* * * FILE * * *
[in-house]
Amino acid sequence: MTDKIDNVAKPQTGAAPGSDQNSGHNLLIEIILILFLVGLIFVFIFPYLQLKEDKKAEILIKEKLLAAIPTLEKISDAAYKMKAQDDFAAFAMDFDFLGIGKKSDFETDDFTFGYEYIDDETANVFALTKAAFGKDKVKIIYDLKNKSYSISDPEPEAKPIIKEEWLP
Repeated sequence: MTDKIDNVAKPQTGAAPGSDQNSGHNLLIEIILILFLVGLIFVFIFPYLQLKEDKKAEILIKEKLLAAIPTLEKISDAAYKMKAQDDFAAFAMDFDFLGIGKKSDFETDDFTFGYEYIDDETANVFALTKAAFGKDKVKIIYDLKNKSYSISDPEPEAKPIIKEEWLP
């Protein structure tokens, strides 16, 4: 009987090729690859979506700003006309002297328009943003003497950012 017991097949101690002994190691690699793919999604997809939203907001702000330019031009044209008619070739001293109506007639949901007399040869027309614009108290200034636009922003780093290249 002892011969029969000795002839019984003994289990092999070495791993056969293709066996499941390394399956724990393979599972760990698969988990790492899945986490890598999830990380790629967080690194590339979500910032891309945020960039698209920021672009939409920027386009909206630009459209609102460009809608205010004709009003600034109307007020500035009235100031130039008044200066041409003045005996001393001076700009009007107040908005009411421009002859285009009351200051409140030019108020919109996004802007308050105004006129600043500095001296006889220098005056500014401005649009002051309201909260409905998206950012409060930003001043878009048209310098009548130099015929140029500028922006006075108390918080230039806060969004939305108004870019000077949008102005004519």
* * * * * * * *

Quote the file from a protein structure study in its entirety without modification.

[in-house]
Amino acid sequence: MTDKIDNVAKPQTGAAPGSDQNSGHNLLIEIILILFLVGLIFVFIFPYLQLKEDKKAEILIKEKLLAAIPTLEKISDAAYKMKAQDDFAAFAMDFDFLGIGKKSDFETDDFTFGYEYIDDETANVFALTKAAFGKDKVKIIYDLKNKSYSISDPEPEAKPIIKEEWLP
Repeated sequence: MTDKIDNVAKPQTGAAPGSDQNSGHNLLIEIILILFLVGLIFVFIFPYLQLKEDKKAEILIKEKLLAAIPTLEKISDAAYKMKAQDDFAAFAMDFDFLGIGKKSDFETDDFTFGYEYIDDETANVFALTKAAFGKDKVKIIYDLKNKSYSISDPEPEAKPIIKEEWLP
């Protein structure tokens, strides 16, 4: 009987090729690859979506700003006309002297328009943003003497950012 017991097949101690002994190691690699793919999604997809939203907001702000330019031009044209008619070739001293109506007639949901007399040869027309614009108290200034636009922003780093290249 002892011969029969000795002839019984003994289990092999070495791993056969293709066996499941390394399956724990393979599972760990698969988990790492899945986490890598999830990380790629967080690194590339979500910032891309945020960039698209920021672009939409920027386009909206630009459209609102460009809608205010004709009003600034109307007020500035009235100031130039008044200066041409003045005996001393001076700009009007107040908005009411421009002859285009009351200051409140030019108020919109996004802007308050105004006129600043500095001296006889220098005056500014401005649009002051309201909260409905998206950012409060930003001043878009048209310098009548130099015929140029500028922006006075108390918080230039806060969004939305108004870019000077949008102005004519």